- Library instruction received multiple high percentage choices. 81% of survey respondents request opportunities geared toward tutorials (print or online); 66% would like to learn about assessment tools (quizzes, surveys, assignments); 60% want opportunities geared towards face-to-face in person or online interactions; and 51% are interested in sessions on subject guides, whether individual web pages or lists of LibGuides.
- Finally, in the area of management/leadership, 60% of respondents are looking to build their skills in strategic planning and 40% are looking for opportunities for budgeting and negotiation skills.
In the earlier 2020 survey, 88% of members identified that they received financial support from their intuitions for professional development.
Due to anecdotal evidence that professional development funding was being drastically cut or eliminated due to the financial impact of COVID-19 upon academic institutional budgets, we wanted to re-survey that question.
From the April survey, 53% of respondents expect “some financial support, at a reduced rate”, while 21% expect “no longer receiving support for professional development” in the next 12-18 months.
If professional development budgets are cut or eliminated, would Atla members be willing to go into their own pockets to pay for opportunities in the next year to year and half?
Prior to COVID-19, 58% responded “No.” However, in the April re-survey, we wanted to know what the limits were to self-paying for opportunities, knowing that the Atla Annual will be offered online in some fashion, and in-person opportunities are not an option for the foreseeable future. Our re-survey question was free text and the responses were categorized. There was considerable drop off between the first and second place responses.
From the April survey, 60% of the respondents said that Free and up to $50 was their limit. From there, 18% were willing to pay $100 and up for opportunities, while 12% were unsure about paying for opportunities themselves.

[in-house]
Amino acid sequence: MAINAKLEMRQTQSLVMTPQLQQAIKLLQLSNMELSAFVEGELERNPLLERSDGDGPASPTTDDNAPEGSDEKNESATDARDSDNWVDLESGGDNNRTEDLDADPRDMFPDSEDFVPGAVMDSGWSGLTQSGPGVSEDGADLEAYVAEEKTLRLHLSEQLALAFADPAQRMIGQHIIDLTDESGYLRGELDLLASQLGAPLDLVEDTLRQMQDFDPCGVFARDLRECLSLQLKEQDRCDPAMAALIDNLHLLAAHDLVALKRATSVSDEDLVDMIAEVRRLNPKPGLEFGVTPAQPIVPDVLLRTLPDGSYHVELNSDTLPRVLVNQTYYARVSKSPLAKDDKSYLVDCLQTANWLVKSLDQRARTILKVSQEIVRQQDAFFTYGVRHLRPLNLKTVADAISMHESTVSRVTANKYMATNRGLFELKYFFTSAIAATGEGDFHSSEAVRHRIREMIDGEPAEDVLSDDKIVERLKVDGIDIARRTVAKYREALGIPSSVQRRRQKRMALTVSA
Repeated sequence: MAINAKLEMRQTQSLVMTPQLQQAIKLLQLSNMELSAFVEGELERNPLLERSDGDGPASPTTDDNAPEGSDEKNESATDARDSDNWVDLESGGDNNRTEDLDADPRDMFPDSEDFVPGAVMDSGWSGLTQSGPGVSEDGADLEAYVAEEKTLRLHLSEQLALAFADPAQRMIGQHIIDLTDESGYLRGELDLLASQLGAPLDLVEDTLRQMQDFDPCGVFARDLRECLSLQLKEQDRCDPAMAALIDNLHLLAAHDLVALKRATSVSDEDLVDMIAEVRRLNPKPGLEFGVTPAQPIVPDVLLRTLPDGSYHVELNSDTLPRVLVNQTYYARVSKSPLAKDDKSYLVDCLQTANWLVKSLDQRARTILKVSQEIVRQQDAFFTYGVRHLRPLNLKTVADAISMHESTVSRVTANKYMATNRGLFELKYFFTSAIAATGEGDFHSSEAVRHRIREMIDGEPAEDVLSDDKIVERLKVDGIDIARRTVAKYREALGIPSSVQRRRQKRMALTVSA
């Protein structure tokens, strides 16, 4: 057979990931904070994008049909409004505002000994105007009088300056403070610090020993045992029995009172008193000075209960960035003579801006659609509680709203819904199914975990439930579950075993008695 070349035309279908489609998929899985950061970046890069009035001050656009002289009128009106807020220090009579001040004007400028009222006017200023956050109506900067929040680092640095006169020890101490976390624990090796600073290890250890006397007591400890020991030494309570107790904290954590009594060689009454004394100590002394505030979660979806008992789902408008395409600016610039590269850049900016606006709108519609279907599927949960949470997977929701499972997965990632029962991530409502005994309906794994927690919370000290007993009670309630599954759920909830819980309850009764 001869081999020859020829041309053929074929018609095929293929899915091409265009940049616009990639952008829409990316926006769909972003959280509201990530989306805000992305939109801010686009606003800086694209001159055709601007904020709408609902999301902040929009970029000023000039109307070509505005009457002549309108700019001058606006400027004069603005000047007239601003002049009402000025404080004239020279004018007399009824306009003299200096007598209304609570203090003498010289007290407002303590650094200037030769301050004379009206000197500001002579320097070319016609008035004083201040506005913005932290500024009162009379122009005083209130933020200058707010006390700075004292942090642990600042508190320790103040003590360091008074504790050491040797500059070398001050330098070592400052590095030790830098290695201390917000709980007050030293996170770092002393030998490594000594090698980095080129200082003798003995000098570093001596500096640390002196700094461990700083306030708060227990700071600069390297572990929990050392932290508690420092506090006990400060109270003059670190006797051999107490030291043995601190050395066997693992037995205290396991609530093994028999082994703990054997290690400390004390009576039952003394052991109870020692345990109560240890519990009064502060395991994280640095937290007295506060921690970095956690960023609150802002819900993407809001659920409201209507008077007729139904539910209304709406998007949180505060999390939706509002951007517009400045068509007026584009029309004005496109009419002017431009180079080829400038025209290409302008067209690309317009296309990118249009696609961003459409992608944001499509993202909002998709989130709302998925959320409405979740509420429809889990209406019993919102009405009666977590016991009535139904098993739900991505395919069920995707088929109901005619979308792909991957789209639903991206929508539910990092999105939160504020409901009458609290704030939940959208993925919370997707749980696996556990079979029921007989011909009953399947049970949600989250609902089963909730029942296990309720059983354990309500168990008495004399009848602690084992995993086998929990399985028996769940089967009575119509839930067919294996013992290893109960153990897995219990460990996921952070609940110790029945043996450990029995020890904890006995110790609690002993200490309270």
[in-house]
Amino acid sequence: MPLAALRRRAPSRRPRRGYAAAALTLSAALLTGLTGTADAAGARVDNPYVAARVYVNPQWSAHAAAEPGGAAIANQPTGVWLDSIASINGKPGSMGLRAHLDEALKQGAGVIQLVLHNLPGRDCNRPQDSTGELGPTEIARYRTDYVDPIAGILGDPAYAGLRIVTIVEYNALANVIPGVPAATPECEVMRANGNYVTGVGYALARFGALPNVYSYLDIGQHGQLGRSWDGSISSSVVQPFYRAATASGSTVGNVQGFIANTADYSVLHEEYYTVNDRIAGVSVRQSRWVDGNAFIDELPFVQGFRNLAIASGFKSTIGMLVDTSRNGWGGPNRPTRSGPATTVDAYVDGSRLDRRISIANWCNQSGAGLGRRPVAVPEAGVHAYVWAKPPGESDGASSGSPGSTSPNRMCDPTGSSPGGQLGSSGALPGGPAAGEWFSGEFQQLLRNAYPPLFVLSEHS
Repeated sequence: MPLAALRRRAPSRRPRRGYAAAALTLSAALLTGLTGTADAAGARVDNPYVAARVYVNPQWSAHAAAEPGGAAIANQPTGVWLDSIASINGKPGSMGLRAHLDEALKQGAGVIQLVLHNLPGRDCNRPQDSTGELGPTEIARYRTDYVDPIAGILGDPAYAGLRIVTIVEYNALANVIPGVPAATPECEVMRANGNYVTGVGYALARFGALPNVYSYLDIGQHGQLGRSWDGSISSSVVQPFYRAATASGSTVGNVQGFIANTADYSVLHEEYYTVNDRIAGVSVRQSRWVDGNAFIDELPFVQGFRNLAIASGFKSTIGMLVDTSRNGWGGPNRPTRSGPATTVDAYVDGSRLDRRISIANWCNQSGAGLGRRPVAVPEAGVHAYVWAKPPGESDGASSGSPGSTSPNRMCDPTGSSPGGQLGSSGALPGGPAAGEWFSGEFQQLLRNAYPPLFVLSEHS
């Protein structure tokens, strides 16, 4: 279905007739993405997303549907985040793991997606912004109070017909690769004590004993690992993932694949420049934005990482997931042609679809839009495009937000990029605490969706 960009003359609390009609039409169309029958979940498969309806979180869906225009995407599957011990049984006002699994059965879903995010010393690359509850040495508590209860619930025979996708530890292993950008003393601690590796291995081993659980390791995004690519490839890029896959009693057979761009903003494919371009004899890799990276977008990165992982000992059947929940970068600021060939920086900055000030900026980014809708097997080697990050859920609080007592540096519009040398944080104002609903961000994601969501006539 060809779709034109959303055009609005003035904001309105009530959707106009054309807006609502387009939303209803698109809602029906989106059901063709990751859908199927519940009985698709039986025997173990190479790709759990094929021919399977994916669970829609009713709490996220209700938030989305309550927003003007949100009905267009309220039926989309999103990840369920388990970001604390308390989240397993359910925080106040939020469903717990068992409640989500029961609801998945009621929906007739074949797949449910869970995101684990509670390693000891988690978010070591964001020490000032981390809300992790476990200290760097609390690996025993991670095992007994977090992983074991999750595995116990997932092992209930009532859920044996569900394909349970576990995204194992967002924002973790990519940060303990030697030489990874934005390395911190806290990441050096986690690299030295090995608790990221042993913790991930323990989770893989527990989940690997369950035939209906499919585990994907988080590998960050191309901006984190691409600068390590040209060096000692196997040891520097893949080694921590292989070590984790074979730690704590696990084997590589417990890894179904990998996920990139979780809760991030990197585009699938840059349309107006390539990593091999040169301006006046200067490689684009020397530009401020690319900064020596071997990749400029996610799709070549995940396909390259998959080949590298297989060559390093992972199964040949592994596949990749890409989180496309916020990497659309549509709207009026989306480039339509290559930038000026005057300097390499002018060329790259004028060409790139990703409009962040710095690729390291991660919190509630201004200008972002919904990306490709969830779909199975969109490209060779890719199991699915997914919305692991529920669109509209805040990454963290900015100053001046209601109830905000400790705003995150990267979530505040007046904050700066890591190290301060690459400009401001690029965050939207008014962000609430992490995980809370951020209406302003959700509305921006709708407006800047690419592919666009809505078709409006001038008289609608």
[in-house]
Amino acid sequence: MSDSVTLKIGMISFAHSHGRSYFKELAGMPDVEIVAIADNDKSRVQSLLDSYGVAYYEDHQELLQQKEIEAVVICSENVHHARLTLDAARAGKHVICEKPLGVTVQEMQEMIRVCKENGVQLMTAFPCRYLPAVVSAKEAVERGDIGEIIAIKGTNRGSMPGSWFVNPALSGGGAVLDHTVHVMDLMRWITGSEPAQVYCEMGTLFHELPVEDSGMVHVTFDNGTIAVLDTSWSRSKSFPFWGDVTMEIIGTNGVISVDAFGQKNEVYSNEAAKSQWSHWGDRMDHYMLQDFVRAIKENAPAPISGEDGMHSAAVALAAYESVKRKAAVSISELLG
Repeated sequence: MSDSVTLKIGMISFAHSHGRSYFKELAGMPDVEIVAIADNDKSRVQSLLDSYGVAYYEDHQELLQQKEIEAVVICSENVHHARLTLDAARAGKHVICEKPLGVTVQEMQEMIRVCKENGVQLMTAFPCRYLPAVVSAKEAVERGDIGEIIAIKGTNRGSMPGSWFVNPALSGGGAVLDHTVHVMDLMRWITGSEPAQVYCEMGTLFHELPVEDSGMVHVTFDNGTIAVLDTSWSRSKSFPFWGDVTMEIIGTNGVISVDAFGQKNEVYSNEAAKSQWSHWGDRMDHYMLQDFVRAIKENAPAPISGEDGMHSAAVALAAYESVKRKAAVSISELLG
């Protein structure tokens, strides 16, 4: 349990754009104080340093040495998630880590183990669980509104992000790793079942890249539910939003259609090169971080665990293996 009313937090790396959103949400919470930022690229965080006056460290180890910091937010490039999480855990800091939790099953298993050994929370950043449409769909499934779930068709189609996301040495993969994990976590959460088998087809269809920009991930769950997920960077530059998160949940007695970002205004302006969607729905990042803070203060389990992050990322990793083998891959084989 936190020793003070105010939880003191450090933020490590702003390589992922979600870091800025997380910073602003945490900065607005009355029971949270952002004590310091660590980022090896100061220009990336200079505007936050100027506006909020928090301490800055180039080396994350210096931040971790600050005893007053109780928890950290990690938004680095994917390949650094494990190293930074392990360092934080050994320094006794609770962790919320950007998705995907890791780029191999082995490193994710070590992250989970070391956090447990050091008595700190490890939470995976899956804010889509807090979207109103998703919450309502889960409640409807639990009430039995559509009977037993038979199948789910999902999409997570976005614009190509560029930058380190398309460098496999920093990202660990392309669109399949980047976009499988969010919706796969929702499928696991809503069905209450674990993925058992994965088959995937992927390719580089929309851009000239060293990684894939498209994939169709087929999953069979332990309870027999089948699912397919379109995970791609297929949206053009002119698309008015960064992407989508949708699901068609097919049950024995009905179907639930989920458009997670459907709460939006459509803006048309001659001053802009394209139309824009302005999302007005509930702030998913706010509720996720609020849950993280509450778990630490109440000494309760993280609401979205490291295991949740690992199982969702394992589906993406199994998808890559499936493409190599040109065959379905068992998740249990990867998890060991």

Download PDF of the Visual Summary
PDC Past and Future Actions
In early March, the PDC sponsored a webinar entitled “Telling Your Story: Articulating Your Value as a Technical Services Librarian.” Since posted, it has received twenty-six views in the last two months.
As Atla plans on transitioning the bulk of the Atla Annual online, PDC will be working with Atla staff to host elements of the conference in an online setting throughout the year.
We are also planning upcoming webinars on time management and information literacy.
The original survey and the COVID-19 response survey provide valuable information for PDC in developing programming. With all the changes happening right now, we as a committee want to be responsive to the professional development needs of the membership and bring you the programs that you find valuable.
The PDC values your experiences and greatly appreciate the valuable time you took to make your professional development needs known to us. Your feedback is the nucleus of the work of our committee and we thank you very much for your input.
If you have any further comments, and especially if you have specific suggestions and topics for future programming, please direct them to Michael Bradford, the current chair of the PDC.